The Mississippi plant, scheduled for completion in early 1994, will be able to produce 270,000 tons of galvanized and Galvalume sheet steel a year. Galvalume, a coating process patented by Bethlehem, uses zinc and aluminum.


Mr. Barnette started his career at Bethlehem Steel in 1967 almost by accident.

He grew up on a family farm in St. Albans, where his father worked in the maintenance department for Union Carbide Corp. and his mother was an elementary schoolteacher. His first job at the age of 10 was working at a public beach. Later, he was a lifeguard from the age of 12 until he was a sophomore in college.

He went to West Virginia University on academic scholarships and then studied international law in England on a Fulbright scholarship. After serving two years in the military, he went to Yale Law School.

In 1962 he settled into New Haven, Conn., with a job teaching at Yale and practicing with a law firm that was counsel to the university. "I never intended to leave," he recalled.

But a friend told him that Bethlehem Steel was setting up a legal department and asked whether he would be interested. Mr. Barnette turned him down, but the friend suggested he stop by the company's corporate headquarters in Bethlehem, Pa., on the way to visit relatives in West Virginia.

He did that -- and decided to change jobs. "I thought the people were great," he said.

Today, analysts who follow the steel industry are watching Mr. Barnette closely. But they note that much of Bethlehem Steel's fate is tied to forces beyond its control.

John C. Tumazos, an analyst with Donaldson, Lufkin & Jenrette in New York, said the company faces tough domestic and international competition, along with the poor economy. "Those things are the same no matter who the chairman is," he said.

Vahid Fathi, senior vice president for metals and mining research for Kemper Securities Inc. in Chicago, agrees that no one can single-handedly turn around Bethlehem Steel. "It's a tough, tough business," he said.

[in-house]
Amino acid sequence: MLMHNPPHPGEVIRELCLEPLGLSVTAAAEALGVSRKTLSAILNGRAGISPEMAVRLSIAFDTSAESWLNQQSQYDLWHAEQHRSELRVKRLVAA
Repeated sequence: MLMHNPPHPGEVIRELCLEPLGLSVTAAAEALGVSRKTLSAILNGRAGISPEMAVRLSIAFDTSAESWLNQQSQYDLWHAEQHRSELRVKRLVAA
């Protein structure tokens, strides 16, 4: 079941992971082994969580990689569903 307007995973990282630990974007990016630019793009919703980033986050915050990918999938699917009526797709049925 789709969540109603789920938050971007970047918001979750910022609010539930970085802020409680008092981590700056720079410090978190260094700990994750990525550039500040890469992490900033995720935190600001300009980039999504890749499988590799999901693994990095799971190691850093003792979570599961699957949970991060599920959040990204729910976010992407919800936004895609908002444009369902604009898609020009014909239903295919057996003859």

He won't pass judgment on Mr. Barnette until he sees him in action. But following the blueprint established by Mr. Williams is "a good start," Mr. Fathi said.

Much of Mr. Barnette's dealings with other steel companies stems from their mutual problems with overseas steelmakers.

He is a "brilliant proponent of steel-industry matters," particularly in areas involving international trade, said Jim Hughes, vice president of communications and administrative services for the American Iron and Steel Institute, a steel industry trade group.

Despite that expertise in international trade, one analyst takes issue with Mr. Barnette's appointment.

"I don't think they made the right choice," said Charles Bradford, vice president of UBS Securities Inc., an institutional investment brokerage with offices in New York.

Mr. Bradford, who has followed the industry for 27 years, said Mr. Barnette's main problem is being a lawyer. "Relatively few lawyers are successful in running steel companies," he said.

The new company chairman, he said, should have come from an operating or finance area, where most of Bethlehem Steel's problems are. And Mr. Barnette's tendency to blame many of the company's problems on imports could take the pressure off workers to be more efficient, Mr. Bradford said.

"You've got to work on what you can do yourself," Mr. Bradford said. "Investors don't want to invest in companies that don't control their own destiny."

He also said he was not impressed by the labor agreements that Mr. Barnette helped negotiate in 1986 and 1989. "He did the labor contracts, which I don't regard as wins." His objections: higher pension benefits and the timing of wage increases, which came near the end of the contract in a recession.

Mr. Barnette conceded that he is not an expert on steelmaking and operations. But he insists that his management team has the expertise. "Do I know the facilities and do I know where to get the answers to questions that I simply don't know the answers to? You bet I do," he said.

"As secretary and general counsel for the last 15 years, every significant operating decision, every significant commercial decision, every transaction that we've been engaged in, every financing we've done, I've been a part of that.

"We think the team that has been put on the field can implement that strategy better than anyone else can implement it."